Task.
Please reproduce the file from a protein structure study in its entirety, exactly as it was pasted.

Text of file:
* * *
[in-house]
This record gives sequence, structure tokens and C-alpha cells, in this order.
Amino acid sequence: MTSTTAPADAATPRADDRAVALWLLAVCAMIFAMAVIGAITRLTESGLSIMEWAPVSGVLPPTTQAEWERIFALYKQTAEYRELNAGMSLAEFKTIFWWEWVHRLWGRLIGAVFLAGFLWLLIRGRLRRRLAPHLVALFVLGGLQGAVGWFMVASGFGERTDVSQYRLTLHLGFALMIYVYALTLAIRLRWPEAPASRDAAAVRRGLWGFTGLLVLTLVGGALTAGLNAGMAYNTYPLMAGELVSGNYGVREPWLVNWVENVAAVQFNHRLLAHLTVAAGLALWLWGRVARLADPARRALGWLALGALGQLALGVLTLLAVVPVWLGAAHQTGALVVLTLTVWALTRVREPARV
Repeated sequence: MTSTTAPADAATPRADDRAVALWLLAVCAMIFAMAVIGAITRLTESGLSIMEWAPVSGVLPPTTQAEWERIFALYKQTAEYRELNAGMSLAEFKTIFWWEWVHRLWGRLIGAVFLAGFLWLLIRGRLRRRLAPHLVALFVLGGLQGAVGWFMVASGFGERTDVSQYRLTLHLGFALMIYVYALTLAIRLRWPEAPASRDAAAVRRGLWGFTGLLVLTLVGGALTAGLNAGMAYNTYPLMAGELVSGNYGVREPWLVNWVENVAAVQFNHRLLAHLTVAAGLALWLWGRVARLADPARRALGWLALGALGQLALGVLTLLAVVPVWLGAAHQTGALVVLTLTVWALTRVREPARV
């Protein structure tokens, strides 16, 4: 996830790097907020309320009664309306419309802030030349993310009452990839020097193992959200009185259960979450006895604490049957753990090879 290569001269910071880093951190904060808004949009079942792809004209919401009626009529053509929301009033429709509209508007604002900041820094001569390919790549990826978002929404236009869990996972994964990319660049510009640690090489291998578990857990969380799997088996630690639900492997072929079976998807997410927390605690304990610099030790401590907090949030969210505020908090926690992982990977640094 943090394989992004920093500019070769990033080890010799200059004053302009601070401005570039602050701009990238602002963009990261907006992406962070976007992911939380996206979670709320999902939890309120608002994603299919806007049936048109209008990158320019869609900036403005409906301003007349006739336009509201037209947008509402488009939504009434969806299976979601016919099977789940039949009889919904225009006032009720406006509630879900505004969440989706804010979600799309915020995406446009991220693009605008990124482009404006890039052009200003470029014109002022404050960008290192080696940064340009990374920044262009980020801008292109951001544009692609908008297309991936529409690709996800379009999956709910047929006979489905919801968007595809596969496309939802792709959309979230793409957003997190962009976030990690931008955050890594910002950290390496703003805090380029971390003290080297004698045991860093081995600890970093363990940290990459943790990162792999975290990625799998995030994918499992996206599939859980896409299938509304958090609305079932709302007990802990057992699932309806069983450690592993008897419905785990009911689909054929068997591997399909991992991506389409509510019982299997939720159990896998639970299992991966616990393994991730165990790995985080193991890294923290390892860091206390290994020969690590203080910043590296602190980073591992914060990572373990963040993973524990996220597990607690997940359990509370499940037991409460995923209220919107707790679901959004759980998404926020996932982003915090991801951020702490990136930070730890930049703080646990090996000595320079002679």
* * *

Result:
[in-house]
This record gives sequence, structure tokens and C-alpha cells, in this order.
Amino acid sequence: MTSTTAPADAATPRADDRAVALWLLAVCAMIFAMAVIGAITRLTESGLSIMEWAPVSGVLPPTTQAEWERIFALYKQTAEYRELNAGMSLAEFKTIFWWEWVHRLWGRLIGAVFLAGFLWLLIRGRLRRRLAPHLVALFVLGGLQGAVGWFMVASGFGERTDVSQYRLTLHLGFALMIYVYALTLAIRLRWPEAPASRDAAAVRRGLWGFTGLLVLTLVGGALTAGLNAGMAYNTYPLMAGELVSGNYGVREPWLVNWVENVAAVQFNHRLLAHLTVAAGLALWLWGRVARLADPARRALGWLALGALGQLALGVLTLLAVVPVWLGAAHQTGALVVLTLTVWALTRVREPARV
Repeated sequence: MTSTTAPADAATPRADDRAVALWLLAVCAMIFAMAVIGAITRLTESGLSIMEWAPVSGVLPPTTQAEWERIFALYKQTAEYRELNAGMSLAEFKTIFWWEWVHRLWGRLIGAVFLAGFLWLLIRGRLRRRLAPHLVALFVLGGLQGAVGWFMVASGFGERTDVSQYRLTLHLGFALMIYVYALTLAIRLRWPEAPASRDAAAVRRGLWGFTGLLVLTLVGGALTAGLNAGMAYNTYPLMAGELVSGNYGVREPWLVNWVENVAAVQFNHRLLAHLTVAAGLALWLWGRVARLADPARRALGWLALGALGQLALGVLTLLAVVPVWLGAAHQTGALVVLTLTVWALTRVREPARV
């Protein structure tokens, strides 16, 4: 996830790097907020309320009664309306419309802030030349993310009452990839020097193992959200009185259960979450006895604490049957753990090879 290569001269910071880093951190904060808004949009079942792809004209919401009626009529053509929301009033429709509209508007604002900041820094001569390919790549990826978002929404236009869990996972994964990319660049510009640690090489291998578990857990969380799997088996630690639900492997072929079976998807997410927390605690304990610099030790401590907090949030969210505020908090926690992982990977640094 943090394989992004920093500019070769990033080890010799200059004053302009601070401005570039602050701009990238602002963009990261907006992406962070976007992911939380996206979670709320999902939890309120608002994603299919806007049936048109209008990158320019869609900036403005409906301003007349006739336009509201037209947008509402488009939504009434969806299976979601016919099977789940039949009889919904225009006032009720406006509630879900505004969440989706804010979600799309915020995406446009991220693009605008990124482009404006890039052009200003470029014109002022404050960008290192080696940064340009990374920044262009980020801008292109951001544009692609908008297309991936529409690709996800379009999956709910047929006979489905919801968007595809596969496309939802792709959309979230793409957003997190962009976030990690931008955050890594910002950290390496703003805090380029971390003290080297004698045991860093081995600890970093363990940290990459943790990162792999975290990625799998995030994918499992996206599939859980896409299938509304958090609305079932709302007990802990057992699932309806069983450690592993008897419905785990009911689909054929068997591997399909991992991506389409509510019982299997939720159990896998639970299992991966616990393994991730165990790995985080193991890294923290390892860091206390290994020969690590203080910043590296602190980073591992914060990572373990963040993973524990996220597990607690997940359990509370499940037991409460995923209220919107707790679901959004759980998404926020996932982003915090991801951020702490990136930070730890930049703080646990090996000595320079002679």